- And finally, the icing on the cake, I had small tears all throughout my MCL and meniscus, and a ridiculous amount of unoxygenated blood that was causing more pain, more inflammation, and more discomfort.
Again, I’m no doctor, but once I realized what was actually happening with my knees, I finally knew what I needed to do to combat it and finally get back to feeling like myself again.
So, I saw more doctors. I saw physical therapists. I even went so far as to drain all that unoxygenated blood out of my knees to get them back to some semblance of normal size and function (you should check out the video on my YouTube channel of me going through that procedure – it’s pretty gross!).
Now, I arrive to each practice a solid 20-30 minutes before any of my teammates, just so I can go through the appropriate exercises to strengthen, stabilize, and protect my knees. It’s a drag, but it’s what I have to do.
But through that discovery and recovery, I have made a complete 180-degree recovery and am finally beginning to get back to doing the things I want to do in the pool. Recently at the TYR Pro Series meet at one of my favorite pools in the world in my hometown of Bloomington, Indiana, I not only won the 100 breaststroke with a time that was faster than that magical race at the ’14 Nationals in Irvine, I also won the 200 breaststroke, going a personal best for the first time in four years. It was an amazing meet, and importantly for me, it was a meet that showed the world – and showed myself – that I was back.
And now, my horizon is super bright. Over the course of the past few months, I signed with DC Trident, which is part of the new International Swimming League (ISL). This league is an incredibly exciting development in our sport. Most importantly, the league puts tremendous value in its athletes, and compensates them accordingly. It makes it so athletes like me and swimmers all over the world who may not be afforded the same sponsorship or other financially-beneficial opportunities as some do in the sport are able to simply make money. Again, think about that NFL running back. He plays for a team, he has a contract, and he’s able to support himself by playing football.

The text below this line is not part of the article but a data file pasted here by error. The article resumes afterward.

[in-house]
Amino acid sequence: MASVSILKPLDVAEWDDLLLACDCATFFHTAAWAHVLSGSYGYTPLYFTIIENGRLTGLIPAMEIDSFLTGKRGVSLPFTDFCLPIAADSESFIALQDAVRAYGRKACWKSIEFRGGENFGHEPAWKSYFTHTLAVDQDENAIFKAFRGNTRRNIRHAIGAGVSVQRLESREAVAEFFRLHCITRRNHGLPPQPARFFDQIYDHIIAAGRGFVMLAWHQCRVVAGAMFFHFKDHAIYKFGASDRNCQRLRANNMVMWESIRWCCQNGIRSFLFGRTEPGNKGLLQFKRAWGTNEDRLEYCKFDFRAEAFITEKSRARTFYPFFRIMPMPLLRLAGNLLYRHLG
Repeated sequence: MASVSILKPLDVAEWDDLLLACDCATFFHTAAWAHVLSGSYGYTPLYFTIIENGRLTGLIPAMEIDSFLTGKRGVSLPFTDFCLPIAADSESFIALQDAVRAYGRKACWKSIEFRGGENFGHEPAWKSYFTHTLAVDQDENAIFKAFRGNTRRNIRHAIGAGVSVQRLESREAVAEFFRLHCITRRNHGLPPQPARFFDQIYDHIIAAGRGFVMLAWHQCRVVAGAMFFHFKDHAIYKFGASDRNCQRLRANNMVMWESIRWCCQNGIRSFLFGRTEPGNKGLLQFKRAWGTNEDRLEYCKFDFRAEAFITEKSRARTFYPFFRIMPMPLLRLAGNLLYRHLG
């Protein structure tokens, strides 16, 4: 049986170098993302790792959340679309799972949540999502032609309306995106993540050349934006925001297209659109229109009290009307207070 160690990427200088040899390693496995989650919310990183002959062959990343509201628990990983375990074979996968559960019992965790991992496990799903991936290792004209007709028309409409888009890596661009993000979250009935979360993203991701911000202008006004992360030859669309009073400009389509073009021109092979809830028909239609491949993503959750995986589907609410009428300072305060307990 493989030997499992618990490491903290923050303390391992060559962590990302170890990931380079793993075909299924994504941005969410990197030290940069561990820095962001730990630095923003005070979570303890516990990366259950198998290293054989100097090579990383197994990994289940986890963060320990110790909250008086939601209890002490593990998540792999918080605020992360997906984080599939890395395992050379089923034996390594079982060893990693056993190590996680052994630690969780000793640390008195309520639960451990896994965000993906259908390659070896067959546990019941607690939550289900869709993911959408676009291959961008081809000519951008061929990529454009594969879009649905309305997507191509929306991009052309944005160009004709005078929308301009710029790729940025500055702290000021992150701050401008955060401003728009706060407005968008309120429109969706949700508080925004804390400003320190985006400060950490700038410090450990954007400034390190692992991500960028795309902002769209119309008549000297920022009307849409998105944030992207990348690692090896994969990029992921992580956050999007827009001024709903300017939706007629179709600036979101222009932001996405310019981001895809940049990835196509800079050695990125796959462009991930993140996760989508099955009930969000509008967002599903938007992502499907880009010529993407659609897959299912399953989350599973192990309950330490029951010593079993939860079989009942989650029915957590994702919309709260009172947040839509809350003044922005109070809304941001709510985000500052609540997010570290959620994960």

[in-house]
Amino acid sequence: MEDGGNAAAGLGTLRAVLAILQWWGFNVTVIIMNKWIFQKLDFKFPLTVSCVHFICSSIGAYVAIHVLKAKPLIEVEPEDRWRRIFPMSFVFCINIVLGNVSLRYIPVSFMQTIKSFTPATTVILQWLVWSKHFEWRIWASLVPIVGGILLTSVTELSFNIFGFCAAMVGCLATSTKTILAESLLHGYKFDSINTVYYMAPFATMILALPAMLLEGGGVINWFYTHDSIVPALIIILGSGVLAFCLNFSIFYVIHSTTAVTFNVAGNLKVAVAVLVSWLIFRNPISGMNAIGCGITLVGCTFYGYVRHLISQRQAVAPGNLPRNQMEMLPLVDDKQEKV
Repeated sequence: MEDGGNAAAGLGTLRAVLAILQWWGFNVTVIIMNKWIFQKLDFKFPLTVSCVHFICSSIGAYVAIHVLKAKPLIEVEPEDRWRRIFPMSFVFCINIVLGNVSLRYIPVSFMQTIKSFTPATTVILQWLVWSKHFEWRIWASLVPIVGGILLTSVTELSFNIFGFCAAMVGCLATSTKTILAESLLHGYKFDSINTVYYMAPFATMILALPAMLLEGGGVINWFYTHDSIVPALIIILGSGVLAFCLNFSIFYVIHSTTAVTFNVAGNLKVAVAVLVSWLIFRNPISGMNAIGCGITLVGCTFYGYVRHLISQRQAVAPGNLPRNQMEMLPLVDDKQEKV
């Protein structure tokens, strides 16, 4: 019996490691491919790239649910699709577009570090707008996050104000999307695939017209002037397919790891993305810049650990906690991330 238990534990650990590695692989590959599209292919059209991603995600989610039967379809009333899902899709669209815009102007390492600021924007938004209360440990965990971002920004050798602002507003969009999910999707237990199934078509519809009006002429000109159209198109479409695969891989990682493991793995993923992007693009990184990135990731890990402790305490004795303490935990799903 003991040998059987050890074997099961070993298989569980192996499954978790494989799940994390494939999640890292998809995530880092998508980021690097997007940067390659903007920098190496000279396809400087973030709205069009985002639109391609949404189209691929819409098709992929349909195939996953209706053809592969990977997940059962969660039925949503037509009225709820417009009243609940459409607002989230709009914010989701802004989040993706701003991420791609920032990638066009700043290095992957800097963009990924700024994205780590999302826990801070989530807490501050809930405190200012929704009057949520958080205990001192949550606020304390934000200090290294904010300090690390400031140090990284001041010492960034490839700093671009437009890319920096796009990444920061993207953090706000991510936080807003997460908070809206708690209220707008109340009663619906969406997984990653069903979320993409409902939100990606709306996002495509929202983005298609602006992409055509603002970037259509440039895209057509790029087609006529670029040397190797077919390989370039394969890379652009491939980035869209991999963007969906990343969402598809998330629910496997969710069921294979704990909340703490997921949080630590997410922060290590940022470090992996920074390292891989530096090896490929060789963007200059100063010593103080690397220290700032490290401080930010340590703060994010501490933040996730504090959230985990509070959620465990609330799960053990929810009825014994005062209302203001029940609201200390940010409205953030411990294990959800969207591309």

Another aspect of the ISL that I am incredibly proud of and support is the fact that prioritizes gender equality. Each team has 12 male and 12 female swimmers, and in the case of DC Trident and many other teams in the league, all of the athletes get paid exactly the same amount. That’s truly groundbreaking not only in swimming, but in professional sports.
DC Trident is headed up by its General Manager Kaitlin Sandeno. You might know her from her own amazing swimming career as an Olympic multi-medalist and now as a media personality with USA Swimming’s Deck Pass and other platforms. She was a truly amazing partner throughout the process of signing with DC Trident, mostly because the bulk of the time that I was learning more about the team and the league and eventually negotiating a contracting and signing was spent dealing with the real down part of my injury. But Kaitlin showed faith in my ability to bounce back and be a leader of this team both in and out of the pool, and that’s what I plan to do. I’m super psyched to be a part of this amazing new development for our sport.
As I write this, I am gearing up for the Pan-American Games in Lima, Peru, where I am representing Team USA by swimming, once again, the 100 breaststroke. I’m at a point in my training where I am feeling fast, strong, and ready to race. I can’t wait to see if I can carry the momentum from my awesome meet in Indianapolis and once again make my mark on the international swimming stage.
There are a few things that I credit my ‘comeback’ to. One is the fact that I have surrounded myself with amazing people who have helped me every day get through one of the most challenging times in my professional life – from my wife Ali, to my coaches, to my teammates who I train with every day at Indiana University, to Kaitlin and the DC Trident team. Another is the amazing group of doctors and specialists who were able to help me get back to performing at my best.
But I also give myself a pat on the back as well; because without determination, grit, self-awareness and perseverance, I think I’d still be left unable to answer Ali’s question of why am I still doing this? And I think it goes to show, if you believe in yourself and your ability to overcome whatever obstacle is thrown at you, your answer to that question can be what mine is now: because I love it.